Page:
For older locos, it's somewhere between tricky and a nightmare. The biggest problem is that the rails are, obviously, connected directly to the motor. You have to figure out a way to break this connection - 100% reliably. Older LGB locos are particularly difficult, since the connection is direct between the pickup system and the motor. There is no wire that can conveniently be cut. The decoders I mostly use (NCE D408SR) are fairly robust - except that even a fleeting contact between any of the motor or accessory outputs, and the track voltage, will toast them in a heartbeat. My worst experience was with my LGB track cleaner, where a failed piece of insulation toasted the decoder, all the other electronics in the loco, and in the ensuing meltdown took out some of the control circuits for the layout.

In this case, though, the motor and pickup wiring was easy to separate. Then there is the big decision: to do a "full" DCC installation, with everything like lights and sound running of separate decoder accessory outputs; or a "lightweight" installation, just connecting everything to the motor output. The latter is easier but means that lights and the rest can only work when the loco is moving, which I find a lot less satisfactory. In this case it was fairly easy to rewire it for a full installation.

A sound card makes it much harder. The Phoenix uses the track supply both for its own power, and as a control signal to tell it what noise to make - not only the speed of the train, but other Goose sounds like changing gear. It has a rechargeable battery, to supply power when it isn't moving, but lead-acid batteries don't like being left uncharged and I think mine has long since gone to the great battery charger in the sky. There is a separate charger circuit, though, and the obvious thing to do is connect this to the track pickup, using the motor output only for control. So that is what I did.

Big mistake. When I connected everything up, the sound card operated even when it shouldn't. By the time I finally realised that I'd just arranged a sneak feed between the track and the motor output, it was too late. Toasted decoder. Removing the connections to the sound card and installing a brand new decoder confirmed this. Thank goodness for NCE's "no questions asked" $25 replacement warranty.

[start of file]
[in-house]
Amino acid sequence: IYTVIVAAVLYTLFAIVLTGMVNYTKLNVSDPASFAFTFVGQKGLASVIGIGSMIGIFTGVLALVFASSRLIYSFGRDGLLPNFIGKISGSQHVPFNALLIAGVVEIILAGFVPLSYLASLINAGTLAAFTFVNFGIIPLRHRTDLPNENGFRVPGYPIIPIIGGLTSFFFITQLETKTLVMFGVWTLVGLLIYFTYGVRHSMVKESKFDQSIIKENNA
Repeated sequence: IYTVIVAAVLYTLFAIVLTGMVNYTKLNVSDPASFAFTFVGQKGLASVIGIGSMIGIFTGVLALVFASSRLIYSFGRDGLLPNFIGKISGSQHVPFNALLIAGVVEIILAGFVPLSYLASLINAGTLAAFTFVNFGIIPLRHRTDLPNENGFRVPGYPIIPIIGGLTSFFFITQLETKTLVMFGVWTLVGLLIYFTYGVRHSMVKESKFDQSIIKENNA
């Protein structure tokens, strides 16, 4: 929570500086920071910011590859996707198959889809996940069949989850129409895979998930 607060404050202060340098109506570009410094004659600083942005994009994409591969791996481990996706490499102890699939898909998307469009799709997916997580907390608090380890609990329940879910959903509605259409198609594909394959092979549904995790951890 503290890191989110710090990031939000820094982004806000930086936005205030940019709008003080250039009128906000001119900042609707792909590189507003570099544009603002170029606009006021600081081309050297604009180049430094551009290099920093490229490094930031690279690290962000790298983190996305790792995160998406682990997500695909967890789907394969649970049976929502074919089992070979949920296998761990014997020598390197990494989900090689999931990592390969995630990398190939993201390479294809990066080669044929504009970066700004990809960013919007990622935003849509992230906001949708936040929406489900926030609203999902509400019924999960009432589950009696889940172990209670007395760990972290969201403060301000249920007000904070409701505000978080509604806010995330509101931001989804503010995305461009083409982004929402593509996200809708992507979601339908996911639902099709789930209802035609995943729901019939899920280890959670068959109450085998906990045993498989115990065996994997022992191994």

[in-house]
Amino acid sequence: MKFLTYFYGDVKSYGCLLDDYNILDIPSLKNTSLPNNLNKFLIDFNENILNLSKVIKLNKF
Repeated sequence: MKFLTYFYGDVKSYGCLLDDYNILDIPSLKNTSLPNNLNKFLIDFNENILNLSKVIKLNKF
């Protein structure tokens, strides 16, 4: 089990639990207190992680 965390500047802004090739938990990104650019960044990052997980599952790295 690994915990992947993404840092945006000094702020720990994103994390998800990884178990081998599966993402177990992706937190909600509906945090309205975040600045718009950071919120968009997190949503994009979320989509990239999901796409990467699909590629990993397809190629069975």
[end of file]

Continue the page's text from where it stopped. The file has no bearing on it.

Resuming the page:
A sound card has inputs that make it whistle, toot, clang bells and so on by command. As delivered, my Goose had reed switches underneath that could be operated by fixed magnets in the track. This isn't very practical but with DCC it's obvious to run these from the decoder. Obvious, but not easy. There is no common neutral between the sound card and the decoder, so the operation has to be electrically isolated. This means using either opto-couplers or relays. As long as space is available, I prefer relays - they're not polarity sensitive, and generally more robust.

I ended up building an auxiliary card on a small piece of stripboard with three relays: one each for the horn and bell, and a two-pole relay to isolate the sound card completely. Sound can be very atmospheric, but there are times when you'd just like the trains to look good, chugging along in silence. It also has the 6 volt regulators that run the lights - the decoder produces 18V, which is way too much.

There remained the problem of providing independent power to the sound card. $10 on eBay or so will buy an isolated DC-DC converter, taking the decoder voltage as input and generating 12 totally isolated volts as output. End of sneak path.

Finally, after several weeks of sitting on my bench, Goose #7 is ready for service, with controllable lights and thoroughly Goose-like sound effects. The picture below shows everything that hides inside the freight car. Its a good job there's plenty of room!